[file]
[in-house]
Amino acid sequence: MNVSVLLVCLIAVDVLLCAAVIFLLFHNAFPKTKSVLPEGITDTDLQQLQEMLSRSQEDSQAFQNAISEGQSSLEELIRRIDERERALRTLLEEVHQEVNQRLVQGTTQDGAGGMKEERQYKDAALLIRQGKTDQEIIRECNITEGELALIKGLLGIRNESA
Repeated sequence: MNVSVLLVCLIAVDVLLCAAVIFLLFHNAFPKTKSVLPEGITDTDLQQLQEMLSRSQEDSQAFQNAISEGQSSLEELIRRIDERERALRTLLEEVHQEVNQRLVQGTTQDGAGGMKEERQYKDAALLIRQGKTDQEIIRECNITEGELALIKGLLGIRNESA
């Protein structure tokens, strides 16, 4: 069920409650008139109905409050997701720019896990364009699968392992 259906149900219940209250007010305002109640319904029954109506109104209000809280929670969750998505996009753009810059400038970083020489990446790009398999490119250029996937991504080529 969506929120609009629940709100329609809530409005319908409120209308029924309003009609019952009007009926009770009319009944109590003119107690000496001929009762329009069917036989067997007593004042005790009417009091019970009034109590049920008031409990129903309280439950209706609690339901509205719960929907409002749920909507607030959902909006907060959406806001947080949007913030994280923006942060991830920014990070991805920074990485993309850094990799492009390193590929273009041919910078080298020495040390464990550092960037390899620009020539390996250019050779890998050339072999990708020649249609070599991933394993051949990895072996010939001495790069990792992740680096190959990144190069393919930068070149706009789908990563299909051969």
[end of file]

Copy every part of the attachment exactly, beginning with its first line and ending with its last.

[in-house]
Amino acid sequence: MNVSVLLVCLIAVDVLLCAAVIFLLFHNAFPKTKSVLPEGITDTDLQQLQEMLSRSQEDSQAFQNAISEGQSSLEELIRRIDERERALRTLLEEVHQEVNQRLVQGTTQDGAGGMKEERQYKDAALLIRQGKTDQEIIRECNITEGELALIKGLLGIRNESA
Repeated sequence: MNVSVLLVCLIAVDVLLCAAVIFLLFHNAFPKTKSVLPEGITDTDLQQLQEMLSRSQEDSQAFQNAISEGQSSLEELIRRIDERERALRTLLEEVHQEVNQRLVQGTTQDGAGGMKEERQYKDAALLIRQGKTDQEIIRECNITEGELALIKGLLGIRNESA
């Protein structure tokens, strides 16, 4: 069920409650008139109905409050997701720019896990364009699968392992 259906149900219940209250007010305002109640319904029954109506109104209000809280929670969750998505996009753009810059400038970083020489990446790009398999490119250029996937991504080529 969506929120609009629940709100329609809530409005319908409120209308029924309003009609019952009007009926009770009319009944109590003119107690000496001929009762329009069917036989067997007593004042005790009417009091019970009034109590049920008031409990129903309280439950209706609690339901509205719960929907409002749920909507607030959902909006907060959406806001947080949007913030994280923006942060991830920014990070991805920074990485993309850094990799492009390193590929273009041919910078080298020495040390464990550092960037390899620009020539390996250019050779890998050339072999990708020649249609070599991933394993051949990895072996010939001495790069990792992740680096190959990144190069393919930068070149706009789908990563299909051969």